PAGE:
Written informed consent was obtained from each patient before the performance of any study-specific procedures.
Randomization and Masking
At baseline (Day 0), study participants were randomized to receive AM-111 0.4 or 0.8 mg/ml or placebo (vehicle only) at a 1:1:1 ratio. The study drug was identical in appearance for active and placebo doses and revealed no differences during administration. It was provided to study sites in numbered, but otherwise identical kits, each containing one single-dose syringe. Patients were randomized using an interactive web response system with stratification regarding initial PTA frequency range (1, 2, and 3 kHz or lower/2, 3, and 4 kHz or higher), as lower frequency ISSNHL is known to show higher spontaneous recovery (7,21). Patients and investigators remained blinded throughout the entire study.
The study consisted of a baseline assessment and four follow-up visits on Days 3, 7, 28, and 91. Baseline safety assessments included a general physical examination, vital signs, hematology and blood chemistry tests and a urine pregnancy test for women of childbearing age. At each study visit, hearing thresholds, word recognition, spontaneous nystagmus, and subjective tinnitus loudness were determined, and the Romberg test was performed.
Hearing thresholds were determined for both ears at 0.25, 0.5, 1, 2, 3, 4, 6, and 8 kHz using the descending method of limits (air and bone conduction). Contralateral masking was required if the interaural difference in air-bone conduction was > 50 dB. Threshold was defined as the lowest audible level, measured twice for that patient. In case of no response due to profound hearing loss, threshold was set at 120 dB. Word recognition score (WRS) was determined for both ears as percentage of correct responses using country-/language-specific word lists at 80 dB stimulus level. At least 20 mono- or disyllabic words were presented in random order. All audiometry output was reviewed by an independent expert.
At baseline, investigators informed patients about the concept of tinnitus and asked them to indicate the presence or absence of tinnitus as well as to rate tinnitus “at its loudest” in the past 24 hours on a scale ranging from 0 (“no tinnitus heard”) to 10 (“extremely loud tinnitus”). Subsequently, patients note their tinnitus weekly in a paper or electronic diary.
Approximately 0.25 ml of the study drug was administered on Day 0. For the procedure, the eardrum was anesthetized in accordance with the site's standard practice, the patient was placed in a reclined or supine position with the head tilted 45 degrees toward the unaffected ear, and the drug was applied either through a small tympanotomy or by puncturing the eardrum, preferably in the posterior-inferior quadrant. Patients remained in their position for approximately 30 minutes to allow for drug absorption into the cochlea. Patients whose PTA recovered < 10 dB from baseline to Day 7 were given the option to receive oral prednisolone 50 mg b.i.d. for 4 days followed by a 6-day tapering period.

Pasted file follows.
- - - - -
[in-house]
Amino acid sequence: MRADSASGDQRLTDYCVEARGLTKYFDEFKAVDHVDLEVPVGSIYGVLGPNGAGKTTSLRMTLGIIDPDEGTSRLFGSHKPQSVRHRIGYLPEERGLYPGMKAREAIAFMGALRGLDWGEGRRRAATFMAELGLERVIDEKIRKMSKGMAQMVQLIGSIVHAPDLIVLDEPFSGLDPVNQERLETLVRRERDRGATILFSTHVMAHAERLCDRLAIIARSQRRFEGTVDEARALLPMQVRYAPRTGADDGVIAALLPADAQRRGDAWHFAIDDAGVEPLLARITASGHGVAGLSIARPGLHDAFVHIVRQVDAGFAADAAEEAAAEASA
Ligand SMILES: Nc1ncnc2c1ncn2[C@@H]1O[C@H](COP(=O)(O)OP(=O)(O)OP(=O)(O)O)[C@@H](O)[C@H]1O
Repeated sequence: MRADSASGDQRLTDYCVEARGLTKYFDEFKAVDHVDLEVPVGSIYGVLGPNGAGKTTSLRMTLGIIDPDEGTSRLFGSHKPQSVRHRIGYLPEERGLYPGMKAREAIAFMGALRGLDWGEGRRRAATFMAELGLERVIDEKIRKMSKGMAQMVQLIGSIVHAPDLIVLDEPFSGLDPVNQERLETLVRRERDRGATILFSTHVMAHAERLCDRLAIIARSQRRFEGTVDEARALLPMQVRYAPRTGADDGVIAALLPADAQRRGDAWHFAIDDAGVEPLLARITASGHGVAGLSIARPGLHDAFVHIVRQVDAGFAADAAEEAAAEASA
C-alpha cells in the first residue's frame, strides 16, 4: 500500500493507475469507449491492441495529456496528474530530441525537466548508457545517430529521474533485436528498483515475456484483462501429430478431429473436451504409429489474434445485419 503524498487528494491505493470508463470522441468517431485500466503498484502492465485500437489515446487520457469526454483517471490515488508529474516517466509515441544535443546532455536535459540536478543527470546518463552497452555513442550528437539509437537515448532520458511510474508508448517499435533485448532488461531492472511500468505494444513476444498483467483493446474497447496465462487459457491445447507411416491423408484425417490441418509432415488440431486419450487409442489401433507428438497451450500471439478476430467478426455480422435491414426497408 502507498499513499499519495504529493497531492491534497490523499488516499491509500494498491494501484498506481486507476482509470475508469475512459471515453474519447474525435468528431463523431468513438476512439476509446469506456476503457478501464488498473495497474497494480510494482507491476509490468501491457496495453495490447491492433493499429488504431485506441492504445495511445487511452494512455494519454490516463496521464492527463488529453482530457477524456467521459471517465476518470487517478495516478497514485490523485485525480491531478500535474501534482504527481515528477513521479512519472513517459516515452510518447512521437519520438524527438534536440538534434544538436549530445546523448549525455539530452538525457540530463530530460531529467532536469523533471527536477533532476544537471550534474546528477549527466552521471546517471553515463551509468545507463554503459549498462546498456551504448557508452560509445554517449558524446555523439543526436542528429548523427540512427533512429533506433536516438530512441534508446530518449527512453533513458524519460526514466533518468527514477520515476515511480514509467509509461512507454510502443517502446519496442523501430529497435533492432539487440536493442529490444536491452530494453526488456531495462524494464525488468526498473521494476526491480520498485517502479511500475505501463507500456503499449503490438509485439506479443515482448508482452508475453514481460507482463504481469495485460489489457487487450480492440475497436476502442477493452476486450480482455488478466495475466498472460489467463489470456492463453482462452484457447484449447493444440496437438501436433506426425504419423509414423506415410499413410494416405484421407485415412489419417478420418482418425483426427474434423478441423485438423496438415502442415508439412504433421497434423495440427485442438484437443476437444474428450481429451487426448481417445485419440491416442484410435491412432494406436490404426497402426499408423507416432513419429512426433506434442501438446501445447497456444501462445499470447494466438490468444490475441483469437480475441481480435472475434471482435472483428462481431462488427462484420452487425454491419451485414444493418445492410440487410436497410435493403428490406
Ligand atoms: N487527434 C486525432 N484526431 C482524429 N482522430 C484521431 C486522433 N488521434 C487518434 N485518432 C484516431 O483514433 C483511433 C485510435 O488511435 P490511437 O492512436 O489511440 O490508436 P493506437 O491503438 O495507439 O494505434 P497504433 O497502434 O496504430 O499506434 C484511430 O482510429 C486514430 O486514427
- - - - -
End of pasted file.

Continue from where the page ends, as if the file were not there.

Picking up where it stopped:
The primary efficacy endpoint was PTA improvement from baseline to Day 28. Secondary efficacy endpoints included the frequency of patients receiving corticosteroid reserve therapy, complete hearing recovery (PTA recovering to within 10 dB of the reference value) (20), and complete tinnitus remission. The primary safety endpoint was the frequency of clinically relevant hearing deterioration in the treated ear from baseline to Day 28, defined as threshold shift ≥ 10 dB at the average of any two contiguous test frequencies. Secondary safety endpoints included the frequency of clinically relevant hearing deterioration in the treated versus untreated contralateral ear and the frequency and severity of adverse events (AEs) and serious adverse events (SAEs).
Efficacy analyses were performed on the “Intention to Treat” (ITT) set, which included all randomized patients who were treated with either AM-111 or placebo and had a valid PTA measure at baseline. The “Safety Population” analysis set included all patients who received study drug.
For continuous efficacy endpoints, repeated measurement analysis of covariance (ANCOVA) models were used with baseline values of the respective endpoint as covariate and initial PTA frequency range as fixed effect. For binary efficacy endpoints, a logistic regression model was applied, using initial PTA frequency range as covariate. For the primary safety endpoint the Fisher exact test was used, and McNemar's test for the comparison of treated and untreated ears.
The sample size was determined based on the phase 2 trial outcomes. Eighty-five patients per treatment group (i.e., 255 in total) provided about 95% power to detect a treatment effect of 12 dB with a standard deviation (SD) of 20 dB in a 2-sample Z-test at a 4% significance level and 86% power at a 1% significance level (2-sided). The weighted Bonferroni–Holm procedure was applied for multiplicity adjustment, allocating a 4% type 1-error for AM-111 0.4 mg/ml versus placebo and 1% for AM-111 0.8 mg/ml versus placebo.